The pandemic caused many small businesses to close. Some will never reopen. If owners were anywhere near retirement age, starting all over may simply be too overwhelming. Walk down Main Street in your community and see all the empty store windows. They will fill eventually, but it will take time.
Demographics play a key role. The peak birth year for baby boomers was 1953, 68 years ago. Boomers have been working longer, partly due to good health and part due to the impact of zero interest rates on their retirement nest egg. Some felt the need to work longer in order to insure they had enough money to live the life they wanted during retirement. But Covid-19 has changed the picture. I just mentioned the downside. Losing a business or losing a job at any age close to retirement may be the straw that broke the camel’s back. But equally as important are the rise in stock prices and home values. The stock market influence is obvious. 401k plans are now worth significantly more today than they were 12 months ago. Leading averages have almost doubled their March 2000 lows. In many cases, their nest eggs are now sufficient.
We all see the lines at open houses every weekend. As noted earlier in this letter and many times before, high prices are the cure for shortages. There haven’t been enough homes for sale, but for those willing to trade down, or rent for the rest of their lives, the current spike in prices will allow empty nesters and others a serious opportunity to capture a spike in value. Suddenly, selling your suburban home and moving to a comfortable place in Florida is achievable. Communities built 15-30 years ago around young families are now turning over at an accelerated pace. When your friends start to move, you move as well.
Between rising home prices and rising stock market values, the pace of retirement is increasing. Some of the 5 million who disappeared from the work force will return as Covid-19 fades, extra unemployment benefits expire, and businesses reopen. But some are gone forever. I can’t calculate with a sharp pencil how much of the 5 million drop in the size of the workforce is permanent, but I suspect it is a significant amount. Some displaced by the pandemic may return part time. But the real conclusion is that getting back to full employment may happen a lot sooner than some expect.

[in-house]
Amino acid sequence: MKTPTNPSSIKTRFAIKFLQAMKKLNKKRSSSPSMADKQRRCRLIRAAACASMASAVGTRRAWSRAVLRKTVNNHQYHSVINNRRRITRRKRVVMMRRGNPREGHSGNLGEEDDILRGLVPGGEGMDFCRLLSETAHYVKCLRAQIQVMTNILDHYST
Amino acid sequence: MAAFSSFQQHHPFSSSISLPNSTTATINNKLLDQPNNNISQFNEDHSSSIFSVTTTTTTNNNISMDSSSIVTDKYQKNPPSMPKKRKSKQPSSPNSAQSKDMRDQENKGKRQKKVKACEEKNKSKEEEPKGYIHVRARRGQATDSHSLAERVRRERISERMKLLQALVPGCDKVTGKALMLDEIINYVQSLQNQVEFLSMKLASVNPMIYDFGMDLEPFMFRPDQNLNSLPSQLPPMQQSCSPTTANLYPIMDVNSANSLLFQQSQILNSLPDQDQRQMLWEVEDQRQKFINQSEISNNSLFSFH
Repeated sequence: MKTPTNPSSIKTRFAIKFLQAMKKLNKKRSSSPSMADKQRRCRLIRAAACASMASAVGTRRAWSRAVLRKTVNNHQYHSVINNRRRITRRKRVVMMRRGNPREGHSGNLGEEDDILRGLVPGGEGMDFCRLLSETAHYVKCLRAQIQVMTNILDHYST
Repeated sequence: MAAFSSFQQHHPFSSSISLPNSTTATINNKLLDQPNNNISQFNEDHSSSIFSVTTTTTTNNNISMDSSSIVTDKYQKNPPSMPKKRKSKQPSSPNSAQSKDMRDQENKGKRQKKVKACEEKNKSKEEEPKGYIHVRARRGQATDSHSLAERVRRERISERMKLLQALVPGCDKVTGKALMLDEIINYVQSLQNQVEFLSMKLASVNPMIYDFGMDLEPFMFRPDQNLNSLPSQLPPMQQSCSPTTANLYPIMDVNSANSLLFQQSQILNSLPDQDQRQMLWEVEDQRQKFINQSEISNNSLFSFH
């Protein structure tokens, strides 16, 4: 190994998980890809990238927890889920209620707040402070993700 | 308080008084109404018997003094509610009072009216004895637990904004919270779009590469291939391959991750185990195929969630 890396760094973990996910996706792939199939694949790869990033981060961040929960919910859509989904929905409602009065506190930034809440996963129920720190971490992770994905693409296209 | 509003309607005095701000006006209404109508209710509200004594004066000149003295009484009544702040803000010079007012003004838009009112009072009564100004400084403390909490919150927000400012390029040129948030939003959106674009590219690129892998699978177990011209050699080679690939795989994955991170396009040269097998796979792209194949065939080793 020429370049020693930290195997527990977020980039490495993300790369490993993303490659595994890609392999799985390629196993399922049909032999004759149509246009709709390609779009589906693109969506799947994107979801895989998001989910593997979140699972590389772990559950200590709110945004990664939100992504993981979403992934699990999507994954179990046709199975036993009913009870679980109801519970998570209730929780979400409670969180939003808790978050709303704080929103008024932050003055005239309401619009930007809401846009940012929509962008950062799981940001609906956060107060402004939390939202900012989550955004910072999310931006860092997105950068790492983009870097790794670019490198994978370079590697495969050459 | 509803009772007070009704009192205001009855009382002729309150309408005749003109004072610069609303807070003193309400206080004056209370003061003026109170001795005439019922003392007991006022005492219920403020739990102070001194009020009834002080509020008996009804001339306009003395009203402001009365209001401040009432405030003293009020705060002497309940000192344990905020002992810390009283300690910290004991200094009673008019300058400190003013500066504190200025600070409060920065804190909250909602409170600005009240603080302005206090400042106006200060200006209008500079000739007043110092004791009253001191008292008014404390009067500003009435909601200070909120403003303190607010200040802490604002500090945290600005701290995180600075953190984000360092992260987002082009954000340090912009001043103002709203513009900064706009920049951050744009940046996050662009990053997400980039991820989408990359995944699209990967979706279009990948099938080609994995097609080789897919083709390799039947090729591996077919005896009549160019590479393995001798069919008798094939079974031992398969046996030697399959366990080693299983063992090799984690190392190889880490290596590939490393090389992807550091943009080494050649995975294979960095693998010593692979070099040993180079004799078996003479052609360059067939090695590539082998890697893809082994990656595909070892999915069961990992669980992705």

Other factors are in play. Generally, those still unemployed are lower skilled workers. High skilled workers eager to work have already found new jobs. Said a bit differently, there is a skills mismatch between the 8 million job openings, and whatever part of the 7 million displaced by Covid-19 are still ready to work. You hear these stories regularly. As the mismatches get more difficult, the key incentive will be higher wages. You see the headlines about McDonald’s or Amazon paying more for workers. But it is happening at all job levels. Higher wages will clearly coax some off the couch and back into the workforce, but they are not likely to coax the newly retired boomers back to work. To compound the problem, the number of 16-18 year old Americans now joining the work force is no match for the number of boomers entering retirement. The power of demographics is much stronger than most think.
A company can build a new plant to meet sustained demand, but no one can create more people overnight. Stimulating more immigration might help, but with all Congress is already dealing with, immigration reform, although badly needed, is not a subject Washington is about to undertake.
Here’s the conclusion and why any trendline defined by Friday’s employment report matters. If job creation rises too quickly, wages will rise faster than expected. If productivity reverts to normal rates, as it does a year or two after every recession, productivity gains will no longer be able to offset wage increases, causing a systemic rise in the rate of inflation.
The Fed is in a bind already. With budget deficits expanding and likely to stay near record levels through the decade, the Fed is going to have to monetize much of our newly created debt. It may back off its pace of bond buying for a while, but if it pulls away entirely, who will replace it as a buyer of all the newly created debt? Fewer buyers mean lower prices and higher interest rates. Higher rates, which would be in synch with higher inflation, could quickly make debt service more costly to the government than Social Security.
Which brings us back to Friday’s report. Too hot a number (anything close to the March figures over 900,000) will spark fears of earlier-than-expected Fed intervention to limit the rise in in inflationary pressures. Bear markets and recessions are caused by economic imbalances. Too much of a good thing can’t last. A return to full employment is an admirable goal, but too much demand always ends up with adverse consequences. 400,000-500,000 new jobs would be a pace that might allow for a strong but orderly recovery. 900,000 will send signals to the Fed that it is at least time to begin removing stimulus. That means higher rates, and a big headwind for stock prices.
Today, Wayne Brady is 49. Andy Cohen turns 53.
James M. Meyer, CFA 610-260-2220